During Operation Kingfish, Captain Price. Price conducted a joint Task Force 141/Delta Force mission dubbed Operation Kingfish on October 8, 2013, to strike an ultranationalist facility in Ukraine suspected of housing Makarov. This resulted to Price's confinement in the Gulag, where he was known as Prisoner # 627. The operation was intended to lead to the capture or death of Vytas Mazeika, a Lithuanian paramilitary commander believed to be behind several high-profile murders in Lithuania.
Price was captured after he stepped on a landmine while patrolling a forest near Luhansk in eastern Ukraine. He was treated for leg injuries at a hospital before being transferred to prison custody. A senior U.S. official said that Price had not been given medical clearance to travel to Poland for specialized care and that his right foot was amputated after it became infected due to the lack of proper medical treatment in the prison.
In an interview with Newsweek magazine, Price's wife, Jennifer, said that her husband was working with the CIA when he was taken hostage in Ukraine.
"He was doing a job for his country," she said. "And three other people paid the price for his action."
The other men who were executed with Price are: Gary Solton, 47, of West Virginia; Michael Basonka, 42, of Wisconsin; and Charles Johnson, 23, of North Carolina.
6:08 p.m. on October 2, 2005 on July 29, 2016 Due to delays in getting an Environmental Protection Agency permission, the Navy's cost of sinking the former aircraft carrier USS Oriskany as an artificial reef has risen from $2.8 million to $12.73 million. The agency must give its approval before the ship can be destroyed.
The price includes the removal and disposal of the ship's remains at a location to be determined later. If no one objects, the reef site will be selected by the National Marine Fisheries Service, which is responsible for regulating marine protected areas across the country.
The bill also includes research and design costs for a permanent memorial that will mark the site where the ship rests at a depth of about 40 feet. The memorial is expected to be paid for using money raised through private donations.
When the Oriskany was sunk, it was the most expensive naval vessel to date. She had been built as America's flagship for four years ($350 million back then). Then she suffered damage during stormy weather at her home port in Norfolk, Virginia, and had to be towed away for repairs. When she was back in action a few months later, the Navy decided not to repair her but to replace her with a new ship. The Oriskany was sold for scrap metal in 2006.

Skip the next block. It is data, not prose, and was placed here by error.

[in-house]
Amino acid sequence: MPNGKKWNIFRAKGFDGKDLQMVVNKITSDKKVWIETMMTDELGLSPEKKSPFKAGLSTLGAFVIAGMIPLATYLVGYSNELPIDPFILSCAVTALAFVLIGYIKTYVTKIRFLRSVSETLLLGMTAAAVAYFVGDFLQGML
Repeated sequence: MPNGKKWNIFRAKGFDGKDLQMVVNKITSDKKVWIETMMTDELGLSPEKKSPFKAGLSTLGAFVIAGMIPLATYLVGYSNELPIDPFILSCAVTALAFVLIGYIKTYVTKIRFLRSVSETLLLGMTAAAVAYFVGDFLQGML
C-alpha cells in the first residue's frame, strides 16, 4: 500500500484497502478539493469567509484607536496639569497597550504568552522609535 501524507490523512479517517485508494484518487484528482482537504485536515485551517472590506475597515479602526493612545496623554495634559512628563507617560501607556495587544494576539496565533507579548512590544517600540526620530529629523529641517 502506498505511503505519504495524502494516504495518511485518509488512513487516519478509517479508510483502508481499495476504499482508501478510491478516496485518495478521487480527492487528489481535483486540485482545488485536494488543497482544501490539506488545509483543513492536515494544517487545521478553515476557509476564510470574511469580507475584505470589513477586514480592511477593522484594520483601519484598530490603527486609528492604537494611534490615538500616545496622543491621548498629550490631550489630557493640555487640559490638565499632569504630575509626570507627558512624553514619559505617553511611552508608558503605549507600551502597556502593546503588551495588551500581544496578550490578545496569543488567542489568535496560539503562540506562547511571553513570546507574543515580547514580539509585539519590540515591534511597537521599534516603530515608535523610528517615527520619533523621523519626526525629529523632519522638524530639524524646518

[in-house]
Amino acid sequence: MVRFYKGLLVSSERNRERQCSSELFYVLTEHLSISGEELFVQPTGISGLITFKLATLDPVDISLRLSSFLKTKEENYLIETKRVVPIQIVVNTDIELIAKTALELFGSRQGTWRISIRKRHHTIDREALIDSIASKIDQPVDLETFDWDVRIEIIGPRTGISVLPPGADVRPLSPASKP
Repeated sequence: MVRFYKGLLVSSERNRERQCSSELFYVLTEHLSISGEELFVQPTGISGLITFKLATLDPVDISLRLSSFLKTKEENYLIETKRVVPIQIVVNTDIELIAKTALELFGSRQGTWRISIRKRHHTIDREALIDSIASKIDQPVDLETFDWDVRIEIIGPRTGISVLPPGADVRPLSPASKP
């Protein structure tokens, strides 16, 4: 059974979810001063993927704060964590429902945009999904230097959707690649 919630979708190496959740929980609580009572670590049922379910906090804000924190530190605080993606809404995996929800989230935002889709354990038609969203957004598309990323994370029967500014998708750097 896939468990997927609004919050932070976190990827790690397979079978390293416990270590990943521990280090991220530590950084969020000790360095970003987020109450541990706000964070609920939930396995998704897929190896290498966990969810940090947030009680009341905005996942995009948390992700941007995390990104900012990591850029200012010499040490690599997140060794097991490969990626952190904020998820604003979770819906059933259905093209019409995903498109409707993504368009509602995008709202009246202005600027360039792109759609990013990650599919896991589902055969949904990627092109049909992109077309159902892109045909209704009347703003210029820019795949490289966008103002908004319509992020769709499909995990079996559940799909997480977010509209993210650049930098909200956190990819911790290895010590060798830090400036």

Now you know how much it cost to sink the Oriskany.
Respawning through Buy Stations If you die in the Gulag, you can still fight again if you have a live teammate. If that buddy gets $4,500 and reaches a purchase station, they can use it to respawn you. If they don't reach a purchase station within 15 minutes, the game will consider you dead and move on to the next survivor.
Gulag missions are available daily at various times throughout the day. They usually offer a choice of two different missions that must be completed within a certain time limit. Some days may only have one mission available while others may have two or three. The type of mission you receive depends on what kind of loot is left in the camp after the previous survivor has been revived.
Each mission gives you a number of credits that can be used at purchase stations to revive other players or yourself. When you first enter the Gulag, you will see a purchase screen where you can choose to buy one of three options: revive, shield or helmet. Reviving another player costs 50 credits, while using a reviver on yourself costs 200 credits. Shields are used to protect you from attack while you're out in the field. They can only be bought at supply stations and cost 100 credits each. Finally, helmets are used to hide your identity when you're with your team. You can only buy them at market stalls and they cost 500 credits each.